What's your take on the show itself?  What do you think needs to be done to build audience?

Monday, October 06, 2008

Communicating Safety Video: Virgin

This is a real safety video, unlike this one from Diesel.  I must admit I never pay attention to these.  Flying to Canada, I've also grown accustomed to hearing the safety information in (often butchered) French or a tape that sounds like those shrill old language lab recordings..."écoutez, ne répétez pas," still makes me cringe.

I'm sure one of the airlines has or will be offering up videos more like this take-off on "Survivor" by Destiny's Child (from Soul Plane).  Why not?  It's a challenge to get passengers to watch this stuff, but it's also an opportunity to bolster the brand.

Friday, October 03, 2008

sold out gold or how I really, really, really learned to hate cat power + chan marshall

In the late 80s or 90s, there was a SNL skit on "Sold Out Gold." {See transcript below, 9 Dec 2009}. A K-tel style ad parody featuring songs used in huckstering. So, I heard Mr. Blue Skies {ELO} + was pleasantly surprised by a quirky Jet Blue commercial. I'm not sure why, but I liked the ad, as well as the "Bubble Boy" VW spots a decade ago re-introducing the Beetle, also featuring said ELO song.

There are two Bowie songs being used in ads right now. One is for Rhapsody, using a few bars of "Sound + Vision."

The second is the indie heroine troubled with heroin, Chan Marshall, with a lame-ass cover of "Space Oddity," using that affected throaty jazzy schtick she does. WtF! Plus, the ultra-slick über-corporate commercial is for the gas-guzzling Lincoln MKS that costs $38K and gets 19 MPG. Selling out and f*cking the planet to boot. Some tool commented on an article that "people got to make a living." well, if you're a pop artist, sure. katy perry can {for example} slither on the ground selling {H/h}ummers to SUV afficionados and the bicurious all she wants, in my book. it bugs me when "indie" artists that pull this shit but still want the indie street cred, as Chan still mugs for.

Sellout? Flameout? Dark end of the street? Dead end of the street!

What are your thoughts on bands that you felt stood for something, who just went after the big brass ring?

Update 9 December 2009.  I've noticed that this post gets a fair amount of traffic, so I decided to post a transcript to the SNL parody ad I referred to above.

SNL "Sold Out Gold" Transcript
Airdate 18 April 1987, NBC

Sold-Out Gold

Daughter.....Victoria Jackson
Father.....Kevin Nealon
David Crosby.....Jon Lovitz

[ open on Father and Daughter dancing to "Good Vibrations" by the Beach Boys ]

Daughter: Wow, Dad, that's the Sunkist Song!

Father: No, Jennifer, it's the Beach Boys. I grew up listening to this music!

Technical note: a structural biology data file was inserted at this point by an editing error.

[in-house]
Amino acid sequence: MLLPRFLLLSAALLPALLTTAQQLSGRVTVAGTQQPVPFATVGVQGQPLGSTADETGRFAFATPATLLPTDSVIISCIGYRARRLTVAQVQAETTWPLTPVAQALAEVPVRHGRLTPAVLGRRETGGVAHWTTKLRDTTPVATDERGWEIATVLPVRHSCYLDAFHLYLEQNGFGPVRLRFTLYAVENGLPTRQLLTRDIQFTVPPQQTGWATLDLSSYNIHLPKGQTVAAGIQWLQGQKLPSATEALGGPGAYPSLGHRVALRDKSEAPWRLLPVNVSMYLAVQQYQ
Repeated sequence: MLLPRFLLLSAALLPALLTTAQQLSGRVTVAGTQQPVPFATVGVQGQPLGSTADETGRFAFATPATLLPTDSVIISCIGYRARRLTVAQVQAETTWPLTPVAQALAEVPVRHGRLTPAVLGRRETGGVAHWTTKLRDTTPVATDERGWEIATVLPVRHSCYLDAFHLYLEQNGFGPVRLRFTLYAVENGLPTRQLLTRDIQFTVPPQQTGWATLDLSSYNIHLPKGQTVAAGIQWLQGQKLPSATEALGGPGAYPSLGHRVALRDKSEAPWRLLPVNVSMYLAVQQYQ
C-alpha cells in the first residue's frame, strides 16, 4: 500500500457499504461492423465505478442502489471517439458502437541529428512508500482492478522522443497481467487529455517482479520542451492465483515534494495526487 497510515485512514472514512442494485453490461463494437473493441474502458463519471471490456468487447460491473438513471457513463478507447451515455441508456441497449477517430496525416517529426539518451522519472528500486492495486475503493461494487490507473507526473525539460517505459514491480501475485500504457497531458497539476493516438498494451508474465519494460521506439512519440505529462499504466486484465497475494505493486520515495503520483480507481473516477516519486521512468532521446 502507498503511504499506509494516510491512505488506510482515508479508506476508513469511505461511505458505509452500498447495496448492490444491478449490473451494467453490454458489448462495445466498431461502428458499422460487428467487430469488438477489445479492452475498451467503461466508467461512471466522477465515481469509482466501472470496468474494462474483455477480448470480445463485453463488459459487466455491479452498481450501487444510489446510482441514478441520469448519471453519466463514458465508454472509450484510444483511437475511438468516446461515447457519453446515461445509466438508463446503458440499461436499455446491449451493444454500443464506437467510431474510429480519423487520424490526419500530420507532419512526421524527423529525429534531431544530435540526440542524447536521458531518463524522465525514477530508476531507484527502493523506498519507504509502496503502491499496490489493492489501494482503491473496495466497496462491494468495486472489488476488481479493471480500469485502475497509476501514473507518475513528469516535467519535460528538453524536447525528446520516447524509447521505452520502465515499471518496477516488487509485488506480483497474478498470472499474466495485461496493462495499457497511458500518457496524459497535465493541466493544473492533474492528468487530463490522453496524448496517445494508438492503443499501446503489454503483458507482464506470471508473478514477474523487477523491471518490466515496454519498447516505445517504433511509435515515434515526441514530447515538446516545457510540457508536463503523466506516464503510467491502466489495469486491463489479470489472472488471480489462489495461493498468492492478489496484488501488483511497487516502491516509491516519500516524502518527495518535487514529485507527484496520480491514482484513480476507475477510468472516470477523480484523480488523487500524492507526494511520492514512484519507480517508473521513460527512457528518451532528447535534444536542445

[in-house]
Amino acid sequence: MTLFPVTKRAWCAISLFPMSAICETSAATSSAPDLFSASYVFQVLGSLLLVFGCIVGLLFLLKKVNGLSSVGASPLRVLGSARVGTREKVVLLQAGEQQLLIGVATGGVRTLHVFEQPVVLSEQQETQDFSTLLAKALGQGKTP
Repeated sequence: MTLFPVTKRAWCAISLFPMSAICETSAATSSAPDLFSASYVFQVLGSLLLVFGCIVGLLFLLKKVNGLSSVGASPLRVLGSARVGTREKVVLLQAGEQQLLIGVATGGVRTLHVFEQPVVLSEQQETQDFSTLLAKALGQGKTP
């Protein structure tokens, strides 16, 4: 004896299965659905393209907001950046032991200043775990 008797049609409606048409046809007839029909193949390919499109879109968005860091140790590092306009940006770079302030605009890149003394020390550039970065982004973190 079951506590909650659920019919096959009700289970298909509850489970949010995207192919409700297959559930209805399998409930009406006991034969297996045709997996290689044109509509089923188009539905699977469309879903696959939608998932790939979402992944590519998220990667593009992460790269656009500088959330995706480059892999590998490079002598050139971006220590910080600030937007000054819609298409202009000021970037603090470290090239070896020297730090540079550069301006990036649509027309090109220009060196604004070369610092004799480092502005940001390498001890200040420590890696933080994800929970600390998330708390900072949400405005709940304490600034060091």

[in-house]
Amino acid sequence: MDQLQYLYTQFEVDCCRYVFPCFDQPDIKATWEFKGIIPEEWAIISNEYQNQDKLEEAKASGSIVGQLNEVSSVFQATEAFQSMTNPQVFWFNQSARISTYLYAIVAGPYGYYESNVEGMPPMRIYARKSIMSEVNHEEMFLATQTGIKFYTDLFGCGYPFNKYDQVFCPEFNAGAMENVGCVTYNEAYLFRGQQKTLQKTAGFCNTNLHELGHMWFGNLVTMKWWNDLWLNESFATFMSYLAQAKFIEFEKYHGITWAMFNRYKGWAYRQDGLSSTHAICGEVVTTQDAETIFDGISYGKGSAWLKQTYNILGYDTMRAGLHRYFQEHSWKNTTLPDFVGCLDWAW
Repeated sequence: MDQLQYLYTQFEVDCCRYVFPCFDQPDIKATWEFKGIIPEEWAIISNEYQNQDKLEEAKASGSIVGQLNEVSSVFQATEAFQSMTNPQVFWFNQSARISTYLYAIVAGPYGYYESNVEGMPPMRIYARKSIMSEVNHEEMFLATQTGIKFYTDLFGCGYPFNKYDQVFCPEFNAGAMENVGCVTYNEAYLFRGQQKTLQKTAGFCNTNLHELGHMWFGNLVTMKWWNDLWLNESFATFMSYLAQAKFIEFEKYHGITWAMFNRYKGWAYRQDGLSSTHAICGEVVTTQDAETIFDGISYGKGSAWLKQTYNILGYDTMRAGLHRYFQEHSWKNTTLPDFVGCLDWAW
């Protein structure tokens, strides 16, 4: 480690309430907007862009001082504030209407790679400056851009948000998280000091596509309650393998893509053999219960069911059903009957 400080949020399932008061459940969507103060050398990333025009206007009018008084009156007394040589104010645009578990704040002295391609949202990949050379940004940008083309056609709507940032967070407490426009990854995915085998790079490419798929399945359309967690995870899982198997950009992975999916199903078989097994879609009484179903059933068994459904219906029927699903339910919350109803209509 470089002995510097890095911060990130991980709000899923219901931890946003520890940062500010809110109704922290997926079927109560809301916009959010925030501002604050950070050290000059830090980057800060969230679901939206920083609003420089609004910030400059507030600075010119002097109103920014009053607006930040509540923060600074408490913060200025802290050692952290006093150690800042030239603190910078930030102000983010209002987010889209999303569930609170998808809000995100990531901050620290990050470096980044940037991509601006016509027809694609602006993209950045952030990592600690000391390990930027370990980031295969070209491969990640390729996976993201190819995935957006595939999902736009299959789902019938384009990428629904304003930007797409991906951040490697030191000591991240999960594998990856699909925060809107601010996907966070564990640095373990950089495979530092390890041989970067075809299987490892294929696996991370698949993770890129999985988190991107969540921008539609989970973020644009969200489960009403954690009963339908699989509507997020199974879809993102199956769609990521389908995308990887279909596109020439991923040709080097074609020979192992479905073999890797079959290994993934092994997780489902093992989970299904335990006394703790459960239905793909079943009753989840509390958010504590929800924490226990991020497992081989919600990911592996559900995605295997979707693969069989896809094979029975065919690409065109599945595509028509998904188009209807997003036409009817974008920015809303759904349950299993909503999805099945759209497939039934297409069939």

Daughter: Wow, Dad! You're cooler than I thought!

Father: You mean now, there's music we both can enjoy?

[ cut to David Crosby in a recording studio ]

David Crosby: There sure is, man! Hi, I'm David Crosby. Hey, did you know that many of today's best-loved commercial jingles are actually based on classics from the sixties? Cause they are, man. Now all this great music is available on one collection... [ holds up record SOLD OUT GOLD ] Sold Out Gold! You'll get great hits like Orange Vibrations.

[ SUPER: "SUNKIST VIBRATIONS - The Beach Boys", to the tune of "GoodVibrations" ]

"I'm picking up orange vibrations,
Sunkist Orange Soda taste sensations..

David Crosby: Or the Nike Song!

[ SUPER: "THE NIKE SONG - The Beatles", to the tune of "Revolution" ]

"There's got to be a revolution
Well, you know...

David Crosby: And if you order now, man, we'll sell you this additional album.. [ holds up record SOLD OUT BRONZE ] ..Sold Out Bronze! 20 never-before-aired commercials, including this one from Time Magazine.

[ SUPER: "IN-A-TIME-MAGAZINE - Iron Butterfly", to the tune of"In-a-Gadda-Da-Vida" ]

"In a Time magazine, now baby
It's got all the news, if you care.

David Crosby: Or this Doors tune for General Electric!
[ SUPER: "GENERAL ELECTRIC - The Doors", to the tune of "People Are Strange" ]

"Self-cleaning oven,
Digital timer,
Chicken is tasty
When broiled in my range
G.E. range,
Pastries come out all the same,
G.E. range..

David Crosby: And White Shirt!

[ SUPER: "WHITE SHIRT - Jefferson Airplane", to the tune of "White Rabbit" ]

"One shirt makes you formal,
And one shirt has short sleeves,
Ask Arrow
For your shirt needs.

[ Shown: a picture of the Rolling Stones and a box of Eggo Waffles ]

"Hey you, leggo my eggo!
Hey you, leggo my eggo!
Hey you, leggo my eggo!

David Crosby: Plus, these other Sold-Out Bronze classics!

[ Titles scroll:

"(HEY YOU) LEGGO MY EGGO - The Rolling Stones"
"INCENSE AND FEENA-MINTS - Strawberry Alarm Clock"
"JEEP CHEROKEE PEOPLE - Paul Revere and the Raiders"

David Crosby: [ holding both albums] I've listened to these albums over 300 times, man! Now you can too by ordering today. Here's how, man:

(bugs his eyes)

Send $19.69 to:
P.O. Box 1965
Silver Springs, IN, 01965

Or call 1-800-SIX-TIES, yeah.